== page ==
It is known that bones respond preferentially to high magnitude weightbearing loads, but most physical therapists prescribing exercise are hesitant to apply high loads to persons with osteopenia (thinning bones) or osteoporosis (low bone density) for fear of risk of injury or fracture. This study aimed to demonstrate that high intensity resistance and impact loading is both safe and effective in improving bone mass and overall physical function.

What did this study do differently?

Researchers analyzed data from the larger Lifting Intervention for Training Muscle and Osteoporosis Rehabilitation (LIFTMOR) Trial on 101 postmenopausal women age 58 or older. For eight months, half of the women did twice-weekly 30-minute sessions of supervised HiRIT that included deadlifts, overhead presses, squats and jumping chin ups with drop landings. The other half formed a comparison group, and for eight months they did unsupervised, twice-weekly 30-minute low-intensity exercise at home.

The graduated loading, close ongoing supervision, and focus on correct technique were key to safety and overall adherence to the program (low drop-out rate). The 2 time per week dosage was also very appealing to this demographic leading to high compliance (participating with expected dosage).

All the participants had bone mineral density testing with a special type of X-ray called a DXA scan before and after the eight-month training program to assess changes in their bone mineral density (BMD), or bone health, at the spine and the femoral neck at the very top of the thigh bone that connects the long bone to the head of the femur.

By the end of the study, the HiRIT participants increased BMD in their spines by an average of about 3 percent and increased hip BMD by 2.2 percent. In the comparison group, women lost an average 1.2 percent of spinal BMD and lost more than 2 percent at the hip, researchers report in the Journal of Bone and Mineral Research.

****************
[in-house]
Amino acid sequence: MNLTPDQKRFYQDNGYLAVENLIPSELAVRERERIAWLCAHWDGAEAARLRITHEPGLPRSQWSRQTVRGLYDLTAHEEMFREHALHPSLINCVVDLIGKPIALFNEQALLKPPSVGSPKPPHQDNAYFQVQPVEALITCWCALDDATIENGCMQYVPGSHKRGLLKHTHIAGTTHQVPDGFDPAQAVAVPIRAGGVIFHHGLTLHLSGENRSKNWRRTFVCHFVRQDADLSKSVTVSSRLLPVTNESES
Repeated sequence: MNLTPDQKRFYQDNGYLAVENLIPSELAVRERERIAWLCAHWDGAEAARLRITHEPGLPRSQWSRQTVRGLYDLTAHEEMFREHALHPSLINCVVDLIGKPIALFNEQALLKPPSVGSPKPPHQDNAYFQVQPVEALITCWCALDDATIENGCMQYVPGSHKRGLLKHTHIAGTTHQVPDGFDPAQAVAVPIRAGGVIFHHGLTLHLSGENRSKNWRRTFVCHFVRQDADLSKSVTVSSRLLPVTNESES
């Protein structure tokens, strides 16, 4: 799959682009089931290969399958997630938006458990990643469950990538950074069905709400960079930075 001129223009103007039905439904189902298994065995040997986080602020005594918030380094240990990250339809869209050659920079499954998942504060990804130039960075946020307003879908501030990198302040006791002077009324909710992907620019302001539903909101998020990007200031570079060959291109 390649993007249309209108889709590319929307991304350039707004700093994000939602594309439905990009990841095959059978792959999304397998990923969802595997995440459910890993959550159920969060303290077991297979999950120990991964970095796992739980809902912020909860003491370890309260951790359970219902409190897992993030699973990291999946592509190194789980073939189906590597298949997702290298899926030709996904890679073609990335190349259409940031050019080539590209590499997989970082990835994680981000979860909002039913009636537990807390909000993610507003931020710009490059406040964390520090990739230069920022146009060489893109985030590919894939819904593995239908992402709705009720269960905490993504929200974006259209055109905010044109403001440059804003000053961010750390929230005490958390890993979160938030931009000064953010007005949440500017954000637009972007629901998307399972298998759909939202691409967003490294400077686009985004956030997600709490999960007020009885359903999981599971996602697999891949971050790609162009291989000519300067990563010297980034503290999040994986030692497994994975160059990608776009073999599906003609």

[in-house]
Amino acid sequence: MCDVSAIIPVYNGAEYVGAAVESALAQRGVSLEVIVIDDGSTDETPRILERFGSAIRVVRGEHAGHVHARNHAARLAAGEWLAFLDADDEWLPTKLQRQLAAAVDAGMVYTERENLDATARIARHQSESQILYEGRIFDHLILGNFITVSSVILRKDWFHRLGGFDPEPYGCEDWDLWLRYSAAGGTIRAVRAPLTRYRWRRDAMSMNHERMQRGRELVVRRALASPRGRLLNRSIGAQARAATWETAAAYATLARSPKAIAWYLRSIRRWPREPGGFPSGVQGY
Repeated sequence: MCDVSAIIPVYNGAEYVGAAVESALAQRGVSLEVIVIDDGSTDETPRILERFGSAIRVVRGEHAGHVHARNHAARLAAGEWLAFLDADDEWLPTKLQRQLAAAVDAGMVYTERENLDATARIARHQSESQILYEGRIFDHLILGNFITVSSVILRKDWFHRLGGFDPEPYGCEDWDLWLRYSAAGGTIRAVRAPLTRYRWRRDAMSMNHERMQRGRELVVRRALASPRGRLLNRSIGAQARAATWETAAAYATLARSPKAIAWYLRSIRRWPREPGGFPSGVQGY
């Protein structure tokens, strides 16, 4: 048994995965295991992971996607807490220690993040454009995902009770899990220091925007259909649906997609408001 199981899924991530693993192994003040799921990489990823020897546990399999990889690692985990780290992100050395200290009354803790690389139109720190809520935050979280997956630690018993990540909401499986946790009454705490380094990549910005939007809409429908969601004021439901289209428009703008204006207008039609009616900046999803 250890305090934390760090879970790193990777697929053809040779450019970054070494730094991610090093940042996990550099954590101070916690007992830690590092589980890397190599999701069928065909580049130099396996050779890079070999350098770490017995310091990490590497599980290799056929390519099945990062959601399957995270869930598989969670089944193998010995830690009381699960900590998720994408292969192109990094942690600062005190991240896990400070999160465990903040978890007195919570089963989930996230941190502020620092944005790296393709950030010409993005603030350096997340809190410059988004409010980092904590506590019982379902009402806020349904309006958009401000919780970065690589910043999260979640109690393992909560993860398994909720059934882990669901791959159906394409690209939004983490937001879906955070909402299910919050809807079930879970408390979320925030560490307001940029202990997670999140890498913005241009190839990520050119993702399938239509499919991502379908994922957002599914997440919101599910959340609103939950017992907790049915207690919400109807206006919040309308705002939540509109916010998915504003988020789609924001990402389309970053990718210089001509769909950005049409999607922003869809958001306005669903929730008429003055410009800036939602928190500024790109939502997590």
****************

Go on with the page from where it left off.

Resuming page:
The benefits of bone density improvements at the femoral neck and spine translate into stronger hips and backs. Women in the resistance group also had a 40 percent improvement in back and leg extensor strength, which helped improve their posture and reduce their risk of falls.

Close ongoing supervision is key!

The researcher of this study felt this demographic has traditionally been held back from high intensity resistance training for fear of fracturing fragile bone with heavy loading, but that this overly conservative approach has led to stagnation in the field. This study demonstrates preliminary evidence for safety and effectiveness of a HiRIT program for otherwise healthy postmenopausal women with low to very low bone mass.

Key to the success of this program is that HiRIT training should be supervised by adequately trained and educated professionals such as a physical therapist, to ensure correct technique and appropriate progressions, as well as to minimize injuries.

WE DO NOT RECOMMEND INDIVIDUALS WITH LOW BONE MASS TO UNDERTAKE THIS PROTOCOL IN AN UNSUPERVISED ENVIRONMENT, even after notable training, because it is not possible to self-monitor technique or self-prescribe dosage.

Despite misconception to the contrary, high intensity resistance training can be safe and has proven to be effective in improving bone mass.

Consult your PT if you are interested in beginning a program such as this.

Happy lifting!

 

  1. Howe TE, Shea B, Dawson LJ, et al. Exercise for preventing and treating osteoporosis in postmenopausal women. Cochrane Database Syst Rev. 2011(7):CD000333.
  2. Warson SL, Weeks BJ, Weis LJ, et al. High-intensity resistance and impact training improves bone mineral density and physical function in postmenopausal women with osteopenia and osteoporosis: The LIFTMOR Randomized Controlled Trial. JBMR. 2017.

 

Carrie Hall PT, MHS – President